A serious health issue that has plagued modern society in recent times, has been the rampant rise in diabetes. Chiefly due to the incidence and prevalence of type II diabetes mellitus, it has caused a widespread epidemic worldwide.
Statistical evidence displayed in a study by Diabetes Care (Mokdad et al. 2000), showed that the intensification of diabetes, inclusive of gestational diabetes, in different parts of the United States of America (USA) has been steadily increasing from the years 1990 – 1998. Further evidence displayed in J Am Med Assoc (Mokdad et al. 2001) that continued analysing the trend of the rise in diabetes from 1999 – 2001, showed even more so that the American dream was proving too sweet to handle for many of its citizens across the state.
It has been shown however, that a key intervention for adults suffering from cardiovascular illness, overweightness or type II diabetes mellitus, would be to participate in regular exercise. The main benefit from exercise for someone with type II diabetes mellitus, would be the lowering of the blood glucose level. Stored glycogen in muscles is used during exercise as glucose and may allow a diabetic to better control the level of homeostasis within the body due to the fact the body becomes more insulin sensitive. Yet, few engage regularly in exercise, choosing a sedentary lifestyle over one where physical exertion is clearly needed to improve health.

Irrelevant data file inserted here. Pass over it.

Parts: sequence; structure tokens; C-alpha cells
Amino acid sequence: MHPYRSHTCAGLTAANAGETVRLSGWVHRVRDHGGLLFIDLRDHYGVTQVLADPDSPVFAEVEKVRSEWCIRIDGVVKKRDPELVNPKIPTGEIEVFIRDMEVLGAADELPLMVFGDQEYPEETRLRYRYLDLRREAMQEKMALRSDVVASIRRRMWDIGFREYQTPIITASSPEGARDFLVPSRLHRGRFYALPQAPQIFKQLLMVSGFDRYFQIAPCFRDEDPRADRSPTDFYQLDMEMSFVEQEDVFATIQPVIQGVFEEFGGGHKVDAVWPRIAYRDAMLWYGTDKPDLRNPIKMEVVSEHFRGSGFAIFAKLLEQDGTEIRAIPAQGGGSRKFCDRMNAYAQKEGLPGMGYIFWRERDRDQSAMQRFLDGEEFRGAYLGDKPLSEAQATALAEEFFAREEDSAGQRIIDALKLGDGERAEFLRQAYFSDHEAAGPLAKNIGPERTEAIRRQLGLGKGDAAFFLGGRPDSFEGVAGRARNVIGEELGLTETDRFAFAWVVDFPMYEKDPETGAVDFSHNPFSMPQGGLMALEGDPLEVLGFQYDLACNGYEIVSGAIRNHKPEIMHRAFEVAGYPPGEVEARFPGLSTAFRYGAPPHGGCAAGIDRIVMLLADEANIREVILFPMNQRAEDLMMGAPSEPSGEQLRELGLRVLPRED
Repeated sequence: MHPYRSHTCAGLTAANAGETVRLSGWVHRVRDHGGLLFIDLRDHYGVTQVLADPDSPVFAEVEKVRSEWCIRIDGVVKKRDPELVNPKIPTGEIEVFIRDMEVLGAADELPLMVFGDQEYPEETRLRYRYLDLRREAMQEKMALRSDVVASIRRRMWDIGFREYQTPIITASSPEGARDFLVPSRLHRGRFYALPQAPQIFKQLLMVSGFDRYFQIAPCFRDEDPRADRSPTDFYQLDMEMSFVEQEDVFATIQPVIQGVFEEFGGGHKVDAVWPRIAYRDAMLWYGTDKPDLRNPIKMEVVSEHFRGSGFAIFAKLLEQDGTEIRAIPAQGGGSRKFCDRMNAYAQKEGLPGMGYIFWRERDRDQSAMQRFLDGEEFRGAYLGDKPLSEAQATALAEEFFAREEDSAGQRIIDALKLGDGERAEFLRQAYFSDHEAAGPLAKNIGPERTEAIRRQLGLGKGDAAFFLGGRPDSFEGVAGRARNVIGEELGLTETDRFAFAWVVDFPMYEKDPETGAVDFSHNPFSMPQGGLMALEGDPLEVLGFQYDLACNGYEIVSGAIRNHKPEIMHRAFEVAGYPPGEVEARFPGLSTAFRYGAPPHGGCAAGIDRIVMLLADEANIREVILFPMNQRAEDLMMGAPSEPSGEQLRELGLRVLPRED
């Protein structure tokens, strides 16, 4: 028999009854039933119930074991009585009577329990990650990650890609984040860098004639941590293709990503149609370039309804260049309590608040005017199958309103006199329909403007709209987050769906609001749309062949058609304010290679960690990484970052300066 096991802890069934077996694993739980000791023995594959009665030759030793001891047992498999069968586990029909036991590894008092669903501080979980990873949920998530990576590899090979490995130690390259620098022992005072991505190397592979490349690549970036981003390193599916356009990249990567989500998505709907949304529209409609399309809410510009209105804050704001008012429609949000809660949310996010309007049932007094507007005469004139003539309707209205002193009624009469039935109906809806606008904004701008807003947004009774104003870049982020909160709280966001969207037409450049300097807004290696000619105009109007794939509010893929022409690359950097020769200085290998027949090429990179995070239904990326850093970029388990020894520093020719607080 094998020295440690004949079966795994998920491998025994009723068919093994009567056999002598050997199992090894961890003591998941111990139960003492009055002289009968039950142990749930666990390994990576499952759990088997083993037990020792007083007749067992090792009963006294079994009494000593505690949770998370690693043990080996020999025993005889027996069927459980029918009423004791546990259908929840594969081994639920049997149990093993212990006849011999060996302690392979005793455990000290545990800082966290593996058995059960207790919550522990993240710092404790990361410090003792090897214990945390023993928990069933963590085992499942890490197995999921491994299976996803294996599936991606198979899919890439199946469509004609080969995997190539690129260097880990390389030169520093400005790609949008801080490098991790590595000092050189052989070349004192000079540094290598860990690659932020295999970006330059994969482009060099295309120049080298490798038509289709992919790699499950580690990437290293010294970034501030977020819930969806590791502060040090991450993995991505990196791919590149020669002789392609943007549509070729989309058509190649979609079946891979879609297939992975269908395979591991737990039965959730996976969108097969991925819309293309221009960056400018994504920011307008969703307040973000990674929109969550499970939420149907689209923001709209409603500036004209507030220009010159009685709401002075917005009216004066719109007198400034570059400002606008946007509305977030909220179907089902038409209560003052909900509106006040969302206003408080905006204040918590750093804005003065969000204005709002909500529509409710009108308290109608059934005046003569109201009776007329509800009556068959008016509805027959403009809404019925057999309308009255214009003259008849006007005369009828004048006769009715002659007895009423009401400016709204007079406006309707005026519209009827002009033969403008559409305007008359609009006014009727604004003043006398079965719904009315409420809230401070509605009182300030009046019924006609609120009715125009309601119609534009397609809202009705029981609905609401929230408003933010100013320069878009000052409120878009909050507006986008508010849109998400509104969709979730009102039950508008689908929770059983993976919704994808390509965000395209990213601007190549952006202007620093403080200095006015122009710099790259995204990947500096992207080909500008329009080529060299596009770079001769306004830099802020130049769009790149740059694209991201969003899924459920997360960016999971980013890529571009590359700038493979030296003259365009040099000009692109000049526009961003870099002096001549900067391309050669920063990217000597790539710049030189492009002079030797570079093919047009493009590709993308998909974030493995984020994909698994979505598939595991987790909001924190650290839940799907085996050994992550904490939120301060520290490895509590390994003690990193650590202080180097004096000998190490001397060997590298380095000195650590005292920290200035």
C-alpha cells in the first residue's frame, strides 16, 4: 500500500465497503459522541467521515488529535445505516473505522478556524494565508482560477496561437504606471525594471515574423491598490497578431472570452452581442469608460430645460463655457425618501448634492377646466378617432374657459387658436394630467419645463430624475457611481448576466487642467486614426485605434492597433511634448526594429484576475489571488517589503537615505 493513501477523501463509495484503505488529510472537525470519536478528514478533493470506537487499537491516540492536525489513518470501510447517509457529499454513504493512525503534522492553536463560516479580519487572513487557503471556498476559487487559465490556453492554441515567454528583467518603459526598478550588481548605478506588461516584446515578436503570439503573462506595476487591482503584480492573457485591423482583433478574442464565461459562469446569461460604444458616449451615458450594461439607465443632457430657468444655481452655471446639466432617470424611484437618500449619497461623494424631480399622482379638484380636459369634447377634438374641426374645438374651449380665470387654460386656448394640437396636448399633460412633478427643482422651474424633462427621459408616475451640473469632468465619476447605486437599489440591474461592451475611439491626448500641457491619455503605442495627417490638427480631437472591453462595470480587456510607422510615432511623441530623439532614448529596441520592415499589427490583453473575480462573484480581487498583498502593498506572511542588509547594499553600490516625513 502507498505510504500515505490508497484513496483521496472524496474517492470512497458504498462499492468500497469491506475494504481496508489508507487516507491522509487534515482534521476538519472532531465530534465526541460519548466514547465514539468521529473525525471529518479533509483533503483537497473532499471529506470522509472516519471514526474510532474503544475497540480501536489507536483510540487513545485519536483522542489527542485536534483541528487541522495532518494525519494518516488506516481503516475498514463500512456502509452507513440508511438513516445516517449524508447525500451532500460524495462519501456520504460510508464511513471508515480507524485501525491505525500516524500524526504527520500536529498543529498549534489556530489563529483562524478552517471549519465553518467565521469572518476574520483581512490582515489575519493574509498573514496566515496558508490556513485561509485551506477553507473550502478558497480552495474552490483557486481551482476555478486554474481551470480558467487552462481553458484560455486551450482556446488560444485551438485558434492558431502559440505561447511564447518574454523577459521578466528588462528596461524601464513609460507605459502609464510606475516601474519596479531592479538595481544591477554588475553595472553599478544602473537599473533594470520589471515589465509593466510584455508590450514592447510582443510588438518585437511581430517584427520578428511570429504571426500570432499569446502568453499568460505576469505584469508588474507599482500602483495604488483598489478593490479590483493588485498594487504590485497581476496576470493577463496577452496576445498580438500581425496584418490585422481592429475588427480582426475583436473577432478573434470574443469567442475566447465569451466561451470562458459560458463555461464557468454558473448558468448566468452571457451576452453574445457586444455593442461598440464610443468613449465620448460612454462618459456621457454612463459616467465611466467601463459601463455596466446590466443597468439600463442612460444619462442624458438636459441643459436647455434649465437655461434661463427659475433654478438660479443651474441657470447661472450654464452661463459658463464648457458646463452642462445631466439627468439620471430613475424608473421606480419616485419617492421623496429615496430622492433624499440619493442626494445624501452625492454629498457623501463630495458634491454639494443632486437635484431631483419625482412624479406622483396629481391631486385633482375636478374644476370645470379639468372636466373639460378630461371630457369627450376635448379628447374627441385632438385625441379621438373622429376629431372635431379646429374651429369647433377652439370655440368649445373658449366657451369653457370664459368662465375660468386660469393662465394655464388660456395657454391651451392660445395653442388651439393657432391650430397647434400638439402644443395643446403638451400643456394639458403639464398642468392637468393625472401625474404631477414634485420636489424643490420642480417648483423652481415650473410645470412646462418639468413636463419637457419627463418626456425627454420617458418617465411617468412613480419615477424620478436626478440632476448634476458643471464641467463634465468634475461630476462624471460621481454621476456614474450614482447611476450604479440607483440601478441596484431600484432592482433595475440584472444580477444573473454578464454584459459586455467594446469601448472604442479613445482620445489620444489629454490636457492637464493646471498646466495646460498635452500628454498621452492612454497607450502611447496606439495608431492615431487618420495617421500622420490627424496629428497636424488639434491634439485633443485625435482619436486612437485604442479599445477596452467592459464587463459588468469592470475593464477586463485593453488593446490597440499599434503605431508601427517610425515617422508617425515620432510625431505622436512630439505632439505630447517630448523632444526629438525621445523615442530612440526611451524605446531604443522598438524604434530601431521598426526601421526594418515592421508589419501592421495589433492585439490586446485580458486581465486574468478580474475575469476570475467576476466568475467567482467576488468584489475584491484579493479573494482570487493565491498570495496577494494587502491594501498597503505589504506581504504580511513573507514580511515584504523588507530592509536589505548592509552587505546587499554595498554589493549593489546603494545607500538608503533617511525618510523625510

Yoga however, is proving to be a popular alternative. Though some studies argue that it is indeed also classified as a form of exercise, others argue that it is yoga is a holistic intervention incorporating body postures (asanas), breathing techniques (pranayamas), meditation, cleansing, nutrition, modification of attitudes and behaviour, and mental discipline. 1
This holistic philosophy, deemed more than mere physical exercise, but a lifestyle which is associated to a range of other pathologies including diet, relaxation and a more westernised term known as stress management. Furthermore, it has low cardiovascular demands relative to other forms of exercise like running or swimming, as far as exercise strenuous levels are concerned. Low impact activity, meeting the demand for obese practitioners who have difficulty being mobile and lastly, offers a different form of sporting identity.